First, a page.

In 1973 and 1987 the Organization for Economic Cooperation and Development (OECD) approved standard codes for testing of tractors (Springfeldt 1993; OECD 1987). They give results of tests of tractors and describe the testing equipment and test conditions. The codes require testing of many machinery parts and functions, for instance the strength of ROPS. The OECD Tractor Codes describe a static and a dynamic method of testing ROPS on certain types of tractors. A ROPS may be designed solely to protect the driver in the event of tractor rollover. It must be retested for each model of tractor to which the ROPS is to be fitted. The Codes also require that it be possible to mount a weather protection for the driver onto the structure, of a more or less temporary nature. The Tractor Codes have been accepted by all OECD member bodies from 1988, but in practice the United States and Japan also accept ROPS that do not comply with the code requirements if safety belts are provided (Springfeldt 1993).

International Labour Organization

In 1965, the International Labour Organization (ILO) in its manual, Safety and Health in Agricultural Work, required that a cab or a frame of sufficient strength be adequately fixed to tractors in order to provide satisfactory protection for the driver and passengers inside the cab in case of tractor rollover (Springfeldt 1993; ILO 1965). According to ILO Codes of Practice, agricultural and forestry tractors should be provided with ROPS to protect the operator and any passenger in case of rollover, falling objects or displaced loads (ILO 1976).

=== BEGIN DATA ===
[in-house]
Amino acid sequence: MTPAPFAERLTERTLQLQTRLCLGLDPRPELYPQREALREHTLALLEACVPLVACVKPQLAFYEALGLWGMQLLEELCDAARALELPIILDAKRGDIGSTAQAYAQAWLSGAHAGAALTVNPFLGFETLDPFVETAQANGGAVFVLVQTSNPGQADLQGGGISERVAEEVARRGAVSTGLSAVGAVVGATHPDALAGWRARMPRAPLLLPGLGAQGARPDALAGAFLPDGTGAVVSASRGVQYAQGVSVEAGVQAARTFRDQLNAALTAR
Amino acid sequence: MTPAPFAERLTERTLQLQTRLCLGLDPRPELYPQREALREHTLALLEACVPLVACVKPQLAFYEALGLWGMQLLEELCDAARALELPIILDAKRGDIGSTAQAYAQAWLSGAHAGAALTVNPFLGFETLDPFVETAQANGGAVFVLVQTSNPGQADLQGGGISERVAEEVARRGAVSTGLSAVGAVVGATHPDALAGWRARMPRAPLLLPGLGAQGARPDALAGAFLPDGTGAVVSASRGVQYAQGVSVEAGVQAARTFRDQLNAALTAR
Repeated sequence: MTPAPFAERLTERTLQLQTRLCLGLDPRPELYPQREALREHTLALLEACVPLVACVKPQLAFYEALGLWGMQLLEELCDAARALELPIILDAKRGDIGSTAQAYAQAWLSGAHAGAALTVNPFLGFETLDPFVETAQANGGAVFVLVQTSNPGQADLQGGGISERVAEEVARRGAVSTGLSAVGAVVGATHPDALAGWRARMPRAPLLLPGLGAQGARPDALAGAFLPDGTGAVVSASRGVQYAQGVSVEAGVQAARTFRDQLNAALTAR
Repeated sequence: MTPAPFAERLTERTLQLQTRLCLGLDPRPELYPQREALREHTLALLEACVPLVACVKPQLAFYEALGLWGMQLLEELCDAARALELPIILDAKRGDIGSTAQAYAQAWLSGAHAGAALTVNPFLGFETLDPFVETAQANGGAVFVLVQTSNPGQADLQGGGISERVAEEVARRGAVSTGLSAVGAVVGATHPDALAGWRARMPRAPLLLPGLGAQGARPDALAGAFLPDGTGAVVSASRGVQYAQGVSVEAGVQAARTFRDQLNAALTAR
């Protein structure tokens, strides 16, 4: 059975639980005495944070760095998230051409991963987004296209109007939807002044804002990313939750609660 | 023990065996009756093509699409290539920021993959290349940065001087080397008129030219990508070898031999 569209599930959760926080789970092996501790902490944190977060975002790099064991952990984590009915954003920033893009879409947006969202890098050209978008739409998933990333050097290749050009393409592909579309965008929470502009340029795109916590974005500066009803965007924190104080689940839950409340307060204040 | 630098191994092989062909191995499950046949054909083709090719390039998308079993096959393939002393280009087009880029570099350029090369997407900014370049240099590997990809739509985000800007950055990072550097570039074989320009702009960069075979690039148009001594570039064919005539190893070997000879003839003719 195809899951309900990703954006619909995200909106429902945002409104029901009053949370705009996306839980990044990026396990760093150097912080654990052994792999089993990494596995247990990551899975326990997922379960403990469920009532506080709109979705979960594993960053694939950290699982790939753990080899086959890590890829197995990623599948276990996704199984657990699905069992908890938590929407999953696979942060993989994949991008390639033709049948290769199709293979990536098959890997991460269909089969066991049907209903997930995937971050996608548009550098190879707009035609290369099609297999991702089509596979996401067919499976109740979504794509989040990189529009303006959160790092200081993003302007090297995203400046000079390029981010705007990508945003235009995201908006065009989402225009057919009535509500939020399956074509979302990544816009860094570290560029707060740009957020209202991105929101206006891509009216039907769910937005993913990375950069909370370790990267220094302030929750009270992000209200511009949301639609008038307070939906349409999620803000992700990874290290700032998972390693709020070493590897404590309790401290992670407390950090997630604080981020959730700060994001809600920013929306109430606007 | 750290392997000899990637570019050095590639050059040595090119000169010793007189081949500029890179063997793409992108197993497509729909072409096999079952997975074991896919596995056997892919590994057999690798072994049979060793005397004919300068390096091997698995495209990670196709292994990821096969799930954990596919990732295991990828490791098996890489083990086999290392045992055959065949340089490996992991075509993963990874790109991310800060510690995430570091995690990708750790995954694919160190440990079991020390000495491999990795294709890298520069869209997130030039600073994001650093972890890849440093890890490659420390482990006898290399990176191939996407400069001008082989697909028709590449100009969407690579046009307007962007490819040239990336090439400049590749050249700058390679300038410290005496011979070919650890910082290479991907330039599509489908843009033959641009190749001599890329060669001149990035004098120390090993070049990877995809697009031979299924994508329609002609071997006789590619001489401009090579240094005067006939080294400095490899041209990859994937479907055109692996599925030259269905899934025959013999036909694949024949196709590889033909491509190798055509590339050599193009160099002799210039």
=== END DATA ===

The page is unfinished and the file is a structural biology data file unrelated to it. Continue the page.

The fitting of ROPS should not adversely affect

  • access between the ground and driver’s position
  • access to the tractor’s main controls
  • the manoeuvrability of the tractor in cramped surroundings
  • the attachment or use of any equipment that may be connected to the tractor
  • the control and adjustment of associated equipment.

 

International and national standards

In 1981 the International Organization for Standardization (ISO) issued a standard for tractors and machinery for agriculture and forestry (ISO 1981). The standard describes a static test method for ROPS and sets forth acceptance conditions. The standard has been approved by the member bodies in 22 countries; however, Canada and the United States have expressed disapproval of the document on technical grounds. A Standard and Recommended Practice issued in 1974 by the Society of Automotive Engineers (SAE) in North America contains performance requirements for ROPS on wheeled agricultural tractors and industrial tractors used in construction, rubber-tired scrapers, front-end loaders, dozers, crawler loaders, and motor graders (SAE 1974 and 1975). The contents of the standard have been adopted as regulations in the United States and in the Canadian provinces of Alberta and British Columbia.